The Pennsylvania Supreme Court ordered a lower court on Tuesday to reconsider its decision upholding a new state voter ID law, saying it should be blocked if voters would be shut out this Election Day by hurdles to obtaining ID cards.
The court battle over the law passed last March by the Republican-led legislature in Pennsylvania, considered a key swing state in the upcoming presidential election, is being watched closely on both local and national levels.
The Supreme Court's ruling sends the issue back to Commonwealth Court Judge Robert Simpson, who must reconsider his earlier decision to allow the law to go forward. He is due to rule by Oct 2.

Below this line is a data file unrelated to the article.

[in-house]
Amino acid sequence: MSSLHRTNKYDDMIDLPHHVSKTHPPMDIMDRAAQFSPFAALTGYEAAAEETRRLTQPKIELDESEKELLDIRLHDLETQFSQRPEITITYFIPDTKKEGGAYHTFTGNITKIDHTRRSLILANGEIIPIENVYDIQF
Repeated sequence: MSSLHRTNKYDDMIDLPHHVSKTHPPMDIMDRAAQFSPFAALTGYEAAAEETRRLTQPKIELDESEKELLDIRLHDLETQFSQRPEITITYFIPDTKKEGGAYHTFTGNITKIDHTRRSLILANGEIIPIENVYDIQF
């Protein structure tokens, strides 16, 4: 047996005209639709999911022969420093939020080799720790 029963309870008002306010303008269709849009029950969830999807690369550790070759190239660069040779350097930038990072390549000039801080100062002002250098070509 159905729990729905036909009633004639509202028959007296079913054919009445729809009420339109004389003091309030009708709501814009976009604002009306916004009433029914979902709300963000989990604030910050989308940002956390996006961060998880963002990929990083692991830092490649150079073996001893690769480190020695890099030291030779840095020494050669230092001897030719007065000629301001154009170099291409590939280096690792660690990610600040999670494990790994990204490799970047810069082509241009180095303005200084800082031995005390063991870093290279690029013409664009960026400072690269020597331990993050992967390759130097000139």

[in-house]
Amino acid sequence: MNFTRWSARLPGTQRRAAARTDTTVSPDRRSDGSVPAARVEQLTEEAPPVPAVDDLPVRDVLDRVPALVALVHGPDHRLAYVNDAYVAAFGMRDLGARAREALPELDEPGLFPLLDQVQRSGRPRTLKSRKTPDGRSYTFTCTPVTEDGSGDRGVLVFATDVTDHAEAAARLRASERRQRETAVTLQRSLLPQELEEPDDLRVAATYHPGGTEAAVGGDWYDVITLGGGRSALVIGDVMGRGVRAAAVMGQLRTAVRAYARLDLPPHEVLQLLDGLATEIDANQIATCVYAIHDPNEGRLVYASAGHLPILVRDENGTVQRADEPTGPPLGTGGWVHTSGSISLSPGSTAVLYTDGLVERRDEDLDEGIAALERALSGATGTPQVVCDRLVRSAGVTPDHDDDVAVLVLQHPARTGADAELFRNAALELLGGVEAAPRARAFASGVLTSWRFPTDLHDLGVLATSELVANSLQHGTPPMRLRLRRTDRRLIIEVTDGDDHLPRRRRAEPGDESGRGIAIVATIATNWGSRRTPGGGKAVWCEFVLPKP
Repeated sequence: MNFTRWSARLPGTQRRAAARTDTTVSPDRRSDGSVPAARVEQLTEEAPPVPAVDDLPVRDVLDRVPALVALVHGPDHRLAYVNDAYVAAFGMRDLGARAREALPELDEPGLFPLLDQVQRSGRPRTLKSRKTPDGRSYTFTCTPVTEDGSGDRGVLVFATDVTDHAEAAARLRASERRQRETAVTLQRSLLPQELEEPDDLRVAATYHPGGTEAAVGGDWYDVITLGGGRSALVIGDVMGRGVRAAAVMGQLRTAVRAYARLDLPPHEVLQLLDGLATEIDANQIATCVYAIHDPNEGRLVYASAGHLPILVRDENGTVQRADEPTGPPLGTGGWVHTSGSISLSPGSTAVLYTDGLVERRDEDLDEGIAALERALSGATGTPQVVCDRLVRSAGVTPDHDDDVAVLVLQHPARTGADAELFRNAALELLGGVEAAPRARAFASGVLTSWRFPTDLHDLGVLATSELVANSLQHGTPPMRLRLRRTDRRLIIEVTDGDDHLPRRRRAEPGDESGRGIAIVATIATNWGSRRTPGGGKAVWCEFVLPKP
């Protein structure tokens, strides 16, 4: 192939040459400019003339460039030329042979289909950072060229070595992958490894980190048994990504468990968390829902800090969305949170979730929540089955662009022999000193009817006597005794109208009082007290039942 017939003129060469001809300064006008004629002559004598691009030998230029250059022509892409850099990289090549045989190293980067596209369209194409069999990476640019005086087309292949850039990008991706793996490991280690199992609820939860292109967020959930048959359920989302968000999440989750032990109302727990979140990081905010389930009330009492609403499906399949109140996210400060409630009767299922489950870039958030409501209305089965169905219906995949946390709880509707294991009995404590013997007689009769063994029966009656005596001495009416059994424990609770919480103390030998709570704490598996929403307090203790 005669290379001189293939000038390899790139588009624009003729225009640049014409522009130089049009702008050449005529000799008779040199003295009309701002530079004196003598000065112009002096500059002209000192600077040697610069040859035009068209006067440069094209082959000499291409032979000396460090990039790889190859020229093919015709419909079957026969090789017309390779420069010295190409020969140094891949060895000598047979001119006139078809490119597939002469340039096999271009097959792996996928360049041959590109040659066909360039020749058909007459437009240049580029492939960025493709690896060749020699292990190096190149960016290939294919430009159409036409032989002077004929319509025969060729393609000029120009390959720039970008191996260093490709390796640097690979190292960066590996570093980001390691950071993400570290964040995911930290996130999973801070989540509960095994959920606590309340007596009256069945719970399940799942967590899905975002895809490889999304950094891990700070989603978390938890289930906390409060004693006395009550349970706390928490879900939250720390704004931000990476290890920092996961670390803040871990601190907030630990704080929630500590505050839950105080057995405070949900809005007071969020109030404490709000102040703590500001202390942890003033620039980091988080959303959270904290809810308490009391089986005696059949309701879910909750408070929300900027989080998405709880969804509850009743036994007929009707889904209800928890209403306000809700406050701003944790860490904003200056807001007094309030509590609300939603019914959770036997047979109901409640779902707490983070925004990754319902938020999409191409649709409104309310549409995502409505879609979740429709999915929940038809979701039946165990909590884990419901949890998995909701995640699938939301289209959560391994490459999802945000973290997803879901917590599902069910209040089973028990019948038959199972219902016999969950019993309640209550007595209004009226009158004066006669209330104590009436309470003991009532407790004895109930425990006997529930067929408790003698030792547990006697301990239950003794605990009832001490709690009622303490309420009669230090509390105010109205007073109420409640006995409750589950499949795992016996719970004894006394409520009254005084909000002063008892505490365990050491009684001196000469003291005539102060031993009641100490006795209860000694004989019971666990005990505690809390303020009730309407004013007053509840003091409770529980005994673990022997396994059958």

Supporters of the voter ID law say it is aimed at ensuring that only those legally eligible to vote cast ballots. Critics say it is designed to keep minority voters, who typically vote Democratic, away from the polls.
The law mandates that all voters show either a state driver's license, government employee ID or a state non-driver ID card to vote, including in the November 6 presidential election. Similar legal battles are under way in Texas and South Carolina.
Shorter PA Supreme Court: "You might want to reconsider that whole constitutional thing." Needless to say, if Judge Simpson doesn't stick a fork in this thing, the PA Supremes appear to be making the very loud argument that they will block this law cold if it comes back without an injunction.
It's good news. Hopefully this law will be dead within a couple of weeks.